You could say Imogen Heap has a Midas touch of sorts: Everything she touches turns to tech. She earned a Grammy in 2010 for Best Engineered Album in the Non-Classical category for her album Ellipse. Her hit “Hide and Seek,” featured in the 2006 movie The Last Kiss, is a love ballad performed by Heap and a mini-choir of robot doubles, as affecting a song as has ever been created with a vocoder.
Heap continues to branch out, connecting with fans for online collaborations, documenting her creative process with video-blogs and, on the new album Sparks, making music with a pair of high-tech musical gloves called Mi.Mu.
“I make music with computers, but I also make music with acoustic instruments. And with an acoustic instrument, you have the physicality of the real body of the instrument; you feel the resonance of that, and you have something to interact with and to play with,” Heap says in an interview with NPR’s Scott Simon.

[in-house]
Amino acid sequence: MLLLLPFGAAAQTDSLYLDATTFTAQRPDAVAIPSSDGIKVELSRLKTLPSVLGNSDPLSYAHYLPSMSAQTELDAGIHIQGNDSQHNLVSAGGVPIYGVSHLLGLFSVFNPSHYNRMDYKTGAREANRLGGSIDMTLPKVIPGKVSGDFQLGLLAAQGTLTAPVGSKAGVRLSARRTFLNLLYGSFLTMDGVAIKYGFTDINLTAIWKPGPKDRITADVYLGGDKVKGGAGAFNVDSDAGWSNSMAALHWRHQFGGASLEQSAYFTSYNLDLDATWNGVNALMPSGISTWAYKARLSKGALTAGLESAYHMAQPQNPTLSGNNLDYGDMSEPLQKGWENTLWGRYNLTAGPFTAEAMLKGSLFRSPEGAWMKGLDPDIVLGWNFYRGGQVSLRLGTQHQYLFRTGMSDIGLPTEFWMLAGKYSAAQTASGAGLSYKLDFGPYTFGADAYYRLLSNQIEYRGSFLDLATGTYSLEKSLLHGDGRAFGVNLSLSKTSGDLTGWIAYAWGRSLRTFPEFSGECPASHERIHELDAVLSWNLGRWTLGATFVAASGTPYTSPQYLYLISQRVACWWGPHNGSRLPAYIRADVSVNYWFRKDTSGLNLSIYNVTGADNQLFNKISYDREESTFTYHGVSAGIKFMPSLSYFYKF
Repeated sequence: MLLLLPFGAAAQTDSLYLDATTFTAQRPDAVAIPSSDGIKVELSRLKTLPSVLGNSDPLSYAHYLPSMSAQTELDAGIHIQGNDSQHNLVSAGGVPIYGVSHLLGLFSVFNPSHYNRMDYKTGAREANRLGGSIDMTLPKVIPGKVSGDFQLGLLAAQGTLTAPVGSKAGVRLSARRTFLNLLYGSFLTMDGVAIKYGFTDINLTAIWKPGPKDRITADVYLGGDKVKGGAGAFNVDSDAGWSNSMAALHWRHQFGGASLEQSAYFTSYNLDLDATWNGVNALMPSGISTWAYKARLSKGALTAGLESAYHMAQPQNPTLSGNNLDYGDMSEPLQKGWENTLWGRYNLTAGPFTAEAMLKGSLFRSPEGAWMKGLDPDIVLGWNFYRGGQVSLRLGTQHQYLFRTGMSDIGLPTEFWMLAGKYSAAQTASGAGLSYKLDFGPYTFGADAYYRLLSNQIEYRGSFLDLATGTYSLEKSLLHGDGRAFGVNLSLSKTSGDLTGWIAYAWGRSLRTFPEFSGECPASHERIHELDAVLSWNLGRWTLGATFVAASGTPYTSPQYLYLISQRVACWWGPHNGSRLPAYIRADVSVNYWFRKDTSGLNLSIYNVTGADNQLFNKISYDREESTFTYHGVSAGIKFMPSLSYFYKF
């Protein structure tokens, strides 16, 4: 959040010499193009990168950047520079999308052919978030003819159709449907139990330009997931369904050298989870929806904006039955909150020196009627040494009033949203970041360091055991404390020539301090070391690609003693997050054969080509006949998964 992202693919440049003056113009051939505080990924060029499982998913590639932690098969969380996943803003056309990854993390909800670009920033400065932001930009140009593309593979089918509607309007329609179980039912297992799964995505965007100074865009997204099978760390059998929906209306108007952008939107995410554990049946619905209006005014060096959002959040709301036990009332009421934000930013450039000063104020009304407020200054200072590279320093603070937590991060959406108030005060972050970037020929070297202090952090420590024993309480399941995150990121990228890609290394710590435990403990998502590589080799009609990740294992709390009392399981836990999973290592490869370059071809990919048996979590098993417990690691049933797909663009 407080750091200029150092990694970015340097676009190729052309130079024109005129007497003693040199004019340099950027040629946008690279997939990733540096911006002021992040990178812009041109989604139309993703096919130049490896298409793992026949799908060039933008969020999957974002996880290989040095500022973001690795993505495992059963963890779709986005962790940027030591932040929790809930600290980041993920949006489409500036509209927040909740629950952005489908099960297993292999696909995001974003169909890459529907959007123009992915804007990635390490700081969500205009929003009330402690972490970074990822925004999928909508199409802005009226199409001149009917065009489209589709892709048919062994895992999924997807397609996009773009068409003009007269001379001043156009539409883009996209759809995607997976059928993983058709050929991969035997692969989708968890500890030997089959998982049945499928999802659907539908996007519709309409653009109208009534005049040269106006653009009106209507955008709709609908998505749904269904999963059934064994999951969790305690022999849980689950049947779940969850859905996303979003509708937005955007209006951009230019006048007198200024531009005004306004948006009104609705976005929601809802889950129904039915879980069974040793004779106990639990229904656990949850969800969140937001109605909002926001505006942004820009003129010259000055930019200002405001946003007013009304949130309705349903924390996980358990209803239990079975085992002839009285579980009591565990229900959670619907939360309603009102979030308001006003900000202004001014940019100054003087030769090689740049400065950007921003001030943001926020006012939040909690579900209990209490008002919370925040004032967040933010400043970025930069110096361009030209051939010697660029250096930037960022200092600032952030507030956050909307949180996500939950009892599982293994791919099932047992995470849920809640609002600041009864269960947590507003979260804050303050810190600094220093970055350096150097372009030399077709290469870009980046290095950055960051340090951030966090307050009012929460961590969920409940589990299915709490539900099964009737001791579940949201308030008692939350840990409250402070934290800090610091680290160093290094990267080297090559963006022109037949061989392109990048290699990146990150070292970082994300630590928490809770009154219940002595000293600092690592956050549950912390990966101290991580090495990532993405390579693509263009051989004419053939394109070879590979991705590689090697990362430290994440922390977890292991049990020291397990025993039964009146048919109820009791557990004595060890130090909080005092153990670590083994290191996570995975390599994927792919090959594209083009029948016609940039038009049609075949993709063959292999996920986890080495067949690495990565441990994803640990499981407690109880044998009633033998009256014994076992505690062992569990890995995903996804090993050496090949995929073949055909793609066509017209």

“When it comes to all the beautiful, wonderful sounds that you can create inside the computer — all the synth sounds, all the drum sounds, or you may want to mold and shape the sound of your voice inside the computer and make it do all sorts of wonderful, weird things that physics can’t do in the real world — this is what I wanted to get my hands on,” she adds. “I didn’t want to have to interact with this via a computer. That’s what it’s about: I wanted to get closer to the raw emotion and the flow of music.”